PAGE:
After several minutes of it not working, and several minutes of Rust-Oleum queue music, I headed towards Lowe's. Obviously there was either something wrong with my striping paint, or with my wand. Maybe the wand thing that pokes the top of the can wasn't assembled facing the right direction.
Halfway to Lowe's, Rust-Oleum answered. I explained the problem, and explained that I was on my way to the store, to see what was wrong. The Rust-Oleum girl was like, "OH, well, I know exactly what your problem is." I told her, "Oh! Great! You do?"
Her: "Yes. You see, you're using the marking wand with striping paint. That's not gonna work. The tops are shaped differently. That's why it isn't working. That's not gonna work. With the marking wand you've got to use marking paint."
Me: "Ohhhhh, so if I want to use striping paint, I need to use the more expensive machine. See, I'm new to this. I've never done this before, and it's just for our little parking lot. So I just thought stripes were a kind of marking, so they seemed like the same thing to me. [Chuckle.]"
Her: "Yeahhh. ... No, you can use the marking paint, though, and that will work for you."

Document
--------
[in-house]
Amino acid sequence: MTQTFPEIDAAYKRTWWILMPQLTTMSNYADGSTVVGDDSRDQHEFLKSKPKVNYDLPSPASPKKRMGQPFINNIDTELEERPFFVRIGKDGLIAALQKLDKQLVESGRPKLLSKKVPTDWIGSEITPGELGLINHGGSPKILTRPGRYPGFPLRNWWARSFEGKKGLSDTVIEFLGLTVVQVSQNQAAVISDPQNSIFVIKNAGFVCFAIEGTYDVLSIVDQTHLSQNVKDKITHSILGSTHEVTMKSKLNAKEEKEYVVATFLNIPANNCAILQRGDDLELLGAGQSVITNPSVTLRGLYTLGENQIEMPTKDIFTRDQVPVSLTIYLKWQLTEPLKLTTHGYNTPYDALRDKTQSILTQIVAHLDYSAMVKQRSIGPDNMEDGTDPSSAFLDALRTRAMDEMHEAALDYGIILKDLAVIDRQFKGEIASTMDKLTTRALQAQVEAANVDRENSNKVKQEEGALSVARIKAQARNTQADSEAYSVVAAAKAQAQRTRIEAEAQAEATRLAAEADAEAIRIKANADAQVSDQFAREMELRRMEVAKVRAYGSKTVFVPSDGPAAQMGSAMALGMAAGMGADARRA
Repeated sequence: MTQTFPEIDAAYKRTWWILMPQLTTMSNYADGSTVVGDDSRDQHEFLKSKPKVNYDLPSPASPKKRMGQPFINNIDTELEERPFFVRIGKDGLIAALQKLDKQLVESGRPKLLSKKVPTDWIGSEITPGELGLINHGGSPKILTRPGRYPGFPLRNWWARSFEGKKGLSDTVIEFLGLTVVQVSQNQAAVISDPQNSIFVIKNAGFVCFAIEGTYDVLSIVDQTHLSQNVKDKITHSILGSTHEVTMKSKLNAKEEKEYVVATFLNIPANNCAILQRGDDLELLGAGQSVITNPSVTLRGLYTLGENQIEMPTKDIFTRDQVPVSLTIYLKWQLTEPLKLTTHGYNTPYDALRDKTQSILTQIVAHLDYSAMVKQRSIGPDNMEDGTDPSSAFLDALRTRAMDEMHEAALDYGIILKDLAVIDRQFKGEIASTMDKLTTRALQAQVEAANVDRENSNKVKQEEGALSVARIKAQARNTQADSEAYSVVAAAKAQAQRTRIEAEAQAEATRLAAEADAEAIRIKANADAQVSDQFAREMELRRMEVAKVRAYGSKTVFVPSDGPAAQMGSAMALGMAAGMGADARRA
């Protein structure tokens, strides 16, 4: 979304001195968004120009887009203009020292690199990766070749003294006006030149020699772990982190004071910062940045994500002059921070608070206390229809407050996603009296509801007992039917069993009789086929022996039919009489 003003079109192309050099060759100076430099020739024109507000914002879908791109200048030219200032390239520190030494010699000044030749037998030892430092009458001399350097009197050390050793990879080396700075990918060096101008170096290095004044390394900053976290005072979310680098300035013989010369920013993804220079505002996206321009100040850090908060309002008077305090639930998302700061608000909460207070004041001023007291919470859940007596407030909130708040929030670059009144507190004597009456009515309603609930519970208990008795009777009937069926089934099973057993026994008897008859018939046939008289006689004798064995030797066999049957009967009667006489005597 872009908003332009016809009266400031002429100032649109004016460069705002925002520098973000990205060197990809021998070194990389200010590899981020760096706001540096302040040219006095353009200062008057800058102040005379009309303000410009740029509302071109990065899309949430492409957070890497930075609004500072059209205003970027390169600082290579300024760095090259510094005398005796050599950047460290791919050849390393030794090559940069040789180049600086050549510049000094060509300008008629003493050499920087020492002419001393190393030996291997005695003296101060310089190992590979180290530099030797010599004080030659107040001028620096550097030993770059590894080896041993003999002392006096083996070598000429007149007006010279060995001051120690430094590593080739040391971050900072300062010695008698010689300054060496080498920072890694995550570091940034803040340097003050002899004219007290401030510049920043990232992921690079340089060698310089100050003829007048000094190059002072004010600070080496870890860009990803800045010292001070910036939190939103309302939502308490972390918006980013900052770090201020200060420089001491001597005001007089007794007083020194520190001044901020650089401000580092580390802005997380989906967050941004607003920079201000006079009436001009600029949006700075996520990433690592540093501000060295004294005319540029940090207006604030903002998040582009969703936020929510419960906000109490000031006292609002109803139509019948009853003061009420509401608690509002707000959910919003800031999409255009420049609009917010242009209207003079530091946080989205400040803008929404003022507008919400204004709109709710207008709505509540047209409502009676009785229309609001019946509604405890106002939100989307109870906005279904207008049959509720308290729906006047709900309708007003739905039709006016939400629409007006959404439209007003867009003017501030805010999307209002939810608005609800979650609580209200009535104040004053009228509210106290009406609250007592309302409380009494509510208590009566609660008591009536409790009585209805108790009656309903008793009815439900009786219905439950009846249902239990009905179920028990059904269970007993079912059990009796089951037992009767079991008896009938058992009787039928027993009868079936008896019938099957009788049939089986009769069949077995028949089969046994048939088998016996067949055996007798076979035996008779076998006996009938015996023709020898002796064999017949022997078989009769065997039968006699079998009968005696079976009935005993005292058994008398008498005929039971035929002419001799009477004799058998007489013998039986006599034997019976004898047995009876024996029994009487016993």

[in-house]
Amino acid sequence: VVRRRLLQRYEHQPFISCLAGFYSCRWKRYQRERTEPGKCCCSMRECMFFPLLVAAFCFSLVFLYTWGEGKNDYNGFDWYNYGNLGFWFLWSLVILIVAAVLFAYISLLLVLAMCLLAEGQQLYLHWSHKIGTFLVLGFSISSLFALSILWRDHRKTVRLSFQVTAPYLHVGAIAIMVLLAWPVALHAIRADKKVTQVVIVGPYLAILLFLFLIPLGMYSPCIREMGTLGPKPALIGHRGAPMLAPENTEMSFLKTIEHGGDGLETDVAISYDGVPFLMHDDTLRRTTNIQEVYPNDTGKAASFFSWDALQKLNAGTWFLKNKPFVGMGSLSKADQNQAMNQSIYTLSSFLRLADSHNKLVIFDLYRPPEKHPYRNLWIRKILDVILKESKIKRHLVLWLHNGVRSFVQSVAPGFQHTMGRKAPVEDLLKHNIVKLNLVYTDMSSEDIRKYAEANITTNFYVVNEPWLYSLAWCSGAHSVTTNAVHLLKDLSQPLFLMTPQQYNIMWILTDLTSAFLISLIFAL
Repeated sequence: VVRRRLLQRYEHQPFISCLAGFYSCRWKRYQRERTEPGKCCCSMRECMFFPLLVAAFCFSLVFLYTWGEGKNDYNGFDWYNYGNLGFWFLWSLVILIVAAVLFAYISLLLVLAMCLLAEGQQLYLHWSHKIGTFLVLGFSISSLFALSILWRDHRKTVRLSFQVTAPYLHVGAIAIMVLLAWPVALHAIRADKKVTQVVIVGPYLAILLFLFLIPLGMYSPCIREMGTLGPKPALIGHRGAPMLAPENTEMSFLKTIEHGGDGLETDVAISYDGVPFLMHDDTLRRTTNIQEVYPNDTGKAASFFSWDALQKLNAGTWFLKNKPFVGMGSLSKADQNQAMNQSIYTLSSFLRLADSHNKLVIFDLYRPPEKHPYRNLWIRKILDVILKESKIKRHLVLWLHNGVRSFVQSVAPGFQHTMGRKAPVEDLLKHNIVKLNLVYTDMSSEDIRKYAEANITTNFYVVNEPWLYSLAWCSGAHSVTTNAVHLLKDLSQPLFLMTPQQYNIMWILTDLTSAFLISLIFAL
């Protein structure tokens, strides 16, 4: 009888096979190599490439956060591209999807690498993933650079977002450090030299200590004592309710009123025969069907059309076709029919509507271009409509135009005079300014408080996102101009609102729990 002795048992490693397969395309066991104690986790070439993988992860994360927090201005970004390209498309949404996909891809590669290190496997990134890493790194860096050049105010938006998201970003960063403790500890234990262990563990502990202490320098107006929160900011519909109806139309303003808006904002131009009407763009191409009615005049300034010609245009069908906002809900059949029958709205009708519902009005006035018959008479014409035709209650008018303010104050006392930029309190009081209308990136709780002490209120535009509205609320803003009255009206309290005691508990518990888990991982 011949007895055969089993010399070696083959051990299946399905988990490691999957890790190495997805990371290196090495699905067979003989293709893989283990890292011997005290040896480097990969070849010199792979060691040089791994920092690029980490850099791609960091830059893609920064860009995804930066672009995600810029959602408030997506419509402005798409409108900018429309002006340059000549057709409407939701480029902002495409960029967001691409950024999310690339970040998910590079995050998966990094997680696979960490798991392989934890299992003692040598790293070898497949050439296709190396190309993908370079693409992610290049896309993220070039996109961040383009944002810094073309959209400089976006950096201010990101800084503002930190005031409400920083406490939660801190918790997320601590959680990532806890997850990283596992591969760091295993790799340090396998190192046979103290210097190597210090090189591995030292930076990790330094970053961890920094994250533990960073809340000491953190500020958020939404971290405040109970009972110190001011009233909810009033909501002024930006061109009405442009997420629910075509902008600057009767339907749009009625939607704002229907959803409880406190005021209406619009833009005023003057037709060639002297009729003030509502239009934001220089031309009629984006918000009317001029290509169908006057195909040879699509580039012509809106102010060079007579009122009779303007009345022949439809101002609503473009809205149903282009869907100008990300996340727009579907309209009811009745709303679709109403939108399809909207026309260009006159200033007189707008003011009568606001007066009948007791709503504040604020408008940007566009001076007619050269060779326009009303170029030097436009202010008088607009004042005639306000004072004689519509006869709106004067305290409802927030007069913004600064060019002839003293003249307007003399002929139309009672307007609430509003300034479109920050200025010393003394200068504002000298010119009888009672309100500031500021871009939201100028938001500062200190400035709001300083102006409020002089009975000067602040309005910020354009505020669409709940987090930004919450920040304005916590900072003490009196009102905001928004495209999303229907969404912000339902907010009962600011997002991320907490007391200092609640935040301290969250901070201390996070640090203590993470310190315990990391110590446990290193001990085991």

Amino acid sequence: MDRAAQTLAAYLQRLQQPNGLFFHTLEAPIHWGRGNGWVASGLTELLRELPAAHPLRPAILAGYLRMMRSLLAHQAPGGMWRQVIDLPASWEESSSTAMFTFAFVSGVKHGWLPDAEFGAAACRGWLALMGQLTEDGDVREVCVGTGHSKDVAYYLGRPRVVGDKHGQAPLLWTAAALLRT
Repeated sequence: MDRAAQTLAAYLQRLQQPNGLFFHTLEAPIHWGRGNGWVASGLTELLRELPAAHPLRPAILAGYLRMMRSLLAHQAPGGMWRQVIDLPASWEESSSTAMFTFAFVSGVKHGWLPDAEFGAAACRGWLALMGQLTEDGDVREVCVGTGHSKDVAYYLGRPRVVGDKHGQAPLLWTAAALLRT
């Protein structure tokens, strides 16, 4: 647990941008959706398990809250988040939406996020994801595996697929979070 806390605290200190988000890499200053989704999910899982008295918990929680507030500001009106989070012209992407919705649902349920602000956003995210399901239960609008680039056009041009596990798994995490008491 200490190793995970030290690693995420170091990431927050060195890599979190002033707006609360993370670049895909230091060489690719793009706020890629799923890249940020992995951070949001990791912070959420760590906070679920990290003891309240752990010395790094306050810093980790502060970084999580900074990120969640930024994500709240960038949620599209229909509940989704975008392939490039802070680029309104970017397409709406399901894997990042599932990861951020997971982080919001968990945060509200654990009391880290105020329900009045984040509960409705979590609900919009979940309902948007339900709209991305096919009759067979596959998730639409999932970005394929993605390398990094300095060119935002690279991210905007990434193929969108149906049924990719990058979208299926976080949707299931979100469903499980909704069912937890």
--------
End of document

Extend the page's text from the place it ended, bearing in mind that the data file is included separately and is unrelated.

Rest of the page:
Me: "Even for parking lots? The lines won't be as good though, will they? I thought the marking paint was for like, marking gas lines and things. Can I still get crisp lines with the marking paint?"
Her (reassuringly): "Oh, yeah. The marking paint works for parking lots too. It won't last quite as long, and it won't be quite as crisp of lines as you would get if you were using striping, but..."
Me: "Right...that's understandable."
Her: "But. Yeah, you can still get that crisp line you're looking for."
Me: "Ohhh, okay. Well, I guess I'll do that, then. That should work. I'm still driving to the store, so I'll just plan to get that instead, and now I don't need to figure out what's wrong. [Chuckle.] Thanks."
Her: "Okay. And don't get mad at the people working at the hardware store for it, because that's what you bought.." [Or something like that.]
Me: [Confused.] "What? Oh. ... No. I'm not a mean customer like that. I'm just going to get the marking paint instead. ... All right. Thanks for your help. Have a good day."
Her: "You too. Goodbye."
I wasn't like, angry on the call, so I don't know why she told me to not get mad at the hardware store. But, whatever, it was nice to know what the problem was.
So I got to Lowe's and I went in, and I grabbed a can of (white) marking paint, and some masking tape (just in case), and I hustled back to the parking lot.
I could see that the top of the paint was totally different, just like she had mentioned. I shook that paint for a couple minutes, got it centered on my taped up line, and started spraying.
And it sprayed!